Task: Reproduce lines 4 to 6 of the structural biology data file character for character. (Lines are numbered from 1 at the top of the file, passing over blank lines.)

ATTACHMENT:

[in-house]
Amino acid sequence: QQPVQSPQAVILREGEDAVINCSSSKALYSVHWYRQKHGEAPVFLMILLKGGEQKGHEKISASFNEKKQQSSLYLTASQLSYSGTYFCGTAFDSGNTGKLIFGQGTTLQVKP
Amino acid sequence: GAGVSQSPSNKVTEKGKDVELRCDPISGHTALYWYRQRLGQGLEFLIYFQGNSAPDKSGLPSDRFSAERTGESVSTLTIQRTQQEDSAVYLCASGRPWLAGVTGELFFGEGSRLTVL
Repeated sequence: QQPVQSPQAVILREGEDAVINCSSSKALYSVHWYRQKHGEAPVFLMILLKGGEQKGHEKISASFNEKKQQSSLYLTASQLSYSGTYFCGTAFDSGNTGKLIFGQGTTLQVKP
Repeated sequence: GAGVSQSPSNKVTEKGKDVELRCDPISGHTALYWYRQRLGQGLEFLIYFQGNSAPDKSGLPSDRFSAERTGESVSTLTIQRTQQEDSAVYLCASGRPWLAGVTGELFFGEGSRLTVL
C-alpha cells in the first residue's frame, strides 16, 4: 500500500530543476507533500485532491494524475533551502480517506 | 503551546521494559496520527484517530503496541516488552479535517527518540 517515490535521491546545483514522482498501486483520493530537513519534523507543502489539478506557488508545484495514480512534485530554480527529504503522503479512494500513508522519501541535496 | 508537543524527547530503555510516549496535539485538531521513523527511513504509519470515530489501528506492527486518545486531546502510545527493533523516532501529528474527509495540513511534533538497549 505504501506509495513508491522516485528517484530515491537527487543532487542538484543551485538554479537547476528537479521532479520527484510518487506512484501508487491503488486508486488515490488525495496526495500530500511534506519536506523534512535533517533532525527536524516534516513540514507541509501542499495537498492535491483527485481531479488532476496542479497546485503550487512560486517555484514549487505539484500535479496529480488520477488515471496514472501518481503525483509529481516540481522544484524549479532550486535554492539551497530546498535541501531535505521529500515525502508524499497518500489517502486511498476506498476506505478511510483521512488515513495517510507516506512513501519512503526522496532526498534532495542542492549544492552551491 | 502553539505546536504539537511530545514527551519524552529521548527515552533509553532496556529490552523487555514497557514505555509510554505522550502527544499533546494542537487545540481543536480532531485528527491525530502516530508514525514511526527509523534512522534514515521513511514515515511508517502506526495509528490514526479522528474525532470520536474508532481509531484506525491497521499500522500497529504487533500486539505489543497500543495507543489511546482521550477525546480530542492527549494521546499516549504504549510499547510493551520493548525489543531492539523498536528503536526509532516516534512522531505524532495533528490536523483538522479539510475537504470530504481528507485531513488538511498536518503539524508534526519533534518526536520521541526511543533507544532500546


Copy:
Repeated sequence: QQPVQSPQAVILREGEDAVINCSSSKALYSVHWYRQKHGEAPVFLMILLKGGEQKGHEKISASFNEKKQQSSLYLTASQLSYSGTYFCGTAFDSGNTGKLIFGQGTTLQVKP
Repeated sequence: GAGVSQSPSNKVTEKGKDVELRCDPISGHTALYWYRQRLGQGLEFLIYFQGNSAPDKSGLPSDRFSAERTGESVSTLTIQRTQQEDSAVYLCASGRPWLAGVTGELFFGEGSRLTVL
C-alpha cells in the first residue's frame, strides 16, 4: 500500500530543476507533500485532491494524475533551502480517506 | 503551546521494559496520527484517530503496541516488552479535517527518540 517515490535521491546545483514522482498501486483520493530537513519534523507543502489539478506557488508545484495514480512534485530554480527529504503522503479512494500513508522519501541535496 | 508537543524527547530503555510516549496535539485538531521513523527511513504509519470515530489501528506492527486518545486531546502510545527493533523516532501529528474527509495540513511534533538497549 505504501506509495513508491522516485528517484530515491537527487543532487542538484543551485538554479537547476528537479521532479520527484510518487506512484501508487491503488486508486488515490488525495496526495500530500511534506519536506523534512535533517533532525527536524516534516513540514507541509501542499495537498492535491483527485481531479488532476496542479497546485503550487512560486517555484514549487505539484500535479496529480488520477488515471496514472501518481503525483509529481516540481522544484524549479532550486535554492539551497530546498535541501531535505521529500515525502508524499497518500489517502486511498476506498476506505478511510483521512488515513495517510507516506512513501519512503526522496532526498534532495542542492549544492552551491 | 502553539505546536504539537511530545514527551519524552529521548527515552533509553532496556529490552523487555514497557514505555509510554505522550502527544499533546494542537487545540481543536480532531485528527491525530502516530508514525514511526527509523534512522534514515521513511514515515511508517502506526495509528490514526479522528474525532470520536474508532481509531484506525491497521499500522500497529504487533500486539505489543497500543495507543489511546482521550477525546480530542492527549494521546499516549504504549510499547510493551520493548525489543531492539523498536528503536526509532516516534512522531505524532495533528490536523483538522479539510475537504470530504481528507485531513488538511498536518503539524508534526519533534518526536520521541526511543533507544532500546